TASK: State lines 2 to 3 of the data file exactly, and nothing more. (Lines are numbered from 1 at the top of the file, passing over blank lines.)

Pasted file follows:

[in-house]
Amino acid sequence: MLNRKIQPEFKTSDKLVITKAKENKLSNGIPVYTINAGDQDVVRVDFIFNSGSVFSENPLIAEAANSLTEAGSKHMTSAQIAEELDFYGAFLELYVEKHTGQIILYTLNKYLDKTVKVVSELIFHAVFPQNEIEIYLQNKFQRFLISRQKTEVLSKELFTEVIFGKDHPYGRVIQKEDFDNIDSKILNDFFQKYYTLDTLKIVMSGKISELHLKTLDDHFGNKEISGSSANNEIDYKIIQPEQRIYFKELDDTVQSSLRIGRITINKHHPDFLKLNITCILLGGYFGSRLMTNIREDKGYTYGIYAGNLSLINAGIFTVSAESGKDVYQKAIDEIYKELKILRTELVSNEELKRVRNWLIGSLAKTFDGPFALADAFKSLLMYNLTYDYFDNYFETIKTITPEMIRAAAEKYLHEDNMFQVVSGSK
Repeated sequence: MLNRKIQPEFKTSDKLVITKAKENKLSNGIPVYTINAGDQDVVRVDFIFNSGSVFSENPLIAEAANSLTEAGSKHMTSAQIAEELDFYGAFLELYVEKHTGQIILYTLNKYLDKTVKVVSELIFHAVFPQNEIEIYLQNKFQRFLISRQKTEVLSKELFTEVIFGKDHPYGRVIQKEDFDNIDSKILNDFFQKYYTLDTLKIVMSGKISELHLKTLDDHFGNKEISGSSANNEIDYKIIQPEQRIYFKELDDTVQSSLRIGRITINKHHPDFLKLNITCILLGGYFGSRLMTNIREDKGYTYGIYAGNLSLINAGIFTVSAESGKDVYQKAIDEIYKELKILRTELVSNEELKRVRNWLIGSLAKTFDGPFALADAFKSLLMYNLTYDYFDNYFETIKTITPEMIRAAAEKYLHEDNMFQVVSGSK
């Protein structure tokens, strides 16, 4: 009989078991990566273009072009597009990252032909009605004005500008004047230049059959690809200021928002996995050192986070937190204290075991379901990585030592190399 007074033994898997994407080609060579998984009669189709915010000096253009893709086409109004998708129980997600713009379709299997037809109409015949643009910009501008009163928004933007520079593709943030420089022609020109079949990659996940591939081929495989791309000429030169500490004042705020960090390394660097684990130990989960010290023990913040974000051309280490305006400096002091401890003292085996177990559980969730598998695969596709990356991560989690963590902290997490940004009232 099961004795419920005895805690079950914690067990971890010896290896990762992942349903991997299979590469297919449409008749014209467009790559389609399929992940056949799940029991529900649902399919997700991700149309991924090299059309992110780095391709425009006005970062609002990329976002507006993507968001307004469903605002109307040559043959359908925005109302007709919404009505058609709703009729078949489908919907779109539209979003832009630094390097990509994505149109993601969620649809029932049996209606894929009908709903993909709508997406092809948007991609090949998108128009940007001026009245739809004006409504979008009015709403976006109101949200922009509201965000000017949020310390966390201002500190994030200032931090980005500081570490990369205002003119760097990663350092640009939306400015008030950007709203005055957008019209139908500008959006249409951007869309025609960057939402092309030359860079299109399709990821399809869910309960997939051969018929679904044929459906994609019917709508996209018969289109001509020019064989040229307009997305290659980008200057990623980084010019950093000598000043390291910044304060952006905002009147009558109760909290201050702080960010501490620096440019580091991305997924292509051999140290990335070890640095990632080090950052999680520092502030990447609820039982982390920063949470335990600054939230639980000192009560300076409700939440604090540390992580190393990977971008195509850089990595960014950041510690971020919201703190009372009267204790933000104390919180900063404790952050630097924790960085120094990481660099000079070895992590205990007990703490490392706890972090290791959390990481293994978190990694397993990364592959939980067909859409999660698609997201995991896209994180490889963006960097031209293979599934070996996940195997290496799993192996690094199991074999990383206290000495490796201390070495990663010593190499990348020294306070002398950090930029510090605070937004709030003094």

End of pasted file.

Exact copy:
Amino acid sequence: MLNRKIQPEFKTSDKLVITKAKENKLSNGIPVYTINAGDQDVVRVDFIFNSGSVFSENPLIAEAANSLTEAGSKHMTSAQIAEELDFYGAFLELYVEKHTGQIILYTLNKYLDKTVKVVSELIFHAVFPQNEIEIYLQNKFQRFLISRQKTEVLSKELFTEVIFGKDHPYGRVIQKEDFDNIDSKILNDFFQKYYTLDTLKIVMSGKISELHLKTLDDHFGNKEISGSSANNEIDYKIIQPEQRIYFKELDDTVQSSLRIGRITINKHHPDFLKLNITCILLGGYFGSRLMTNIREDKGYTYGIYAGNLSLINAGIFTVSAESGKDVYQKAIDEIYKELKILRTELVSNEELKRVRNWLIGSLAKTFDGPFALADAFKSLLMYNLTYDYFDNYFETIKTITPEMIRAAAEKYLHEDNMFQVVSGSK
Repeated sequence: MLNRKIQPEFKTSDKLVITKAKENKLSNGIPVYTINAGDQDVVRVDFIFNSGSVFSENPLIAEAANSLTEAGSKHMTSAQIAEELDFYGAFLELYVEKHTGQIILYTLNKYLDKTVKVVSELIFHAVFPQNEIEIYLQNKFQRFLISRQKTEVLSKELFTEVIFGKDHPYGRVIQKEDFDNIDSKILNDFFQKYYTLDTLKIVMSGKISELHLKTLDDHFGNKEISGSSANNEIDYKIIQPEQRIYFKELDDTVQSSLRIGRITINKHHPDFLKLNITCILLGGYFGSRLMTNIREDKGYTYGIYAGNLSLINAGIFTVSAESGKDVYQKAIDEIYKELKILRTELVSNEELKRVRNWLIGSLAKTFDGPFALADAFKSLLMYNLTYDYFDNYFETIKTITPEMIRAAAEKYLHEDNMFQVVSGSK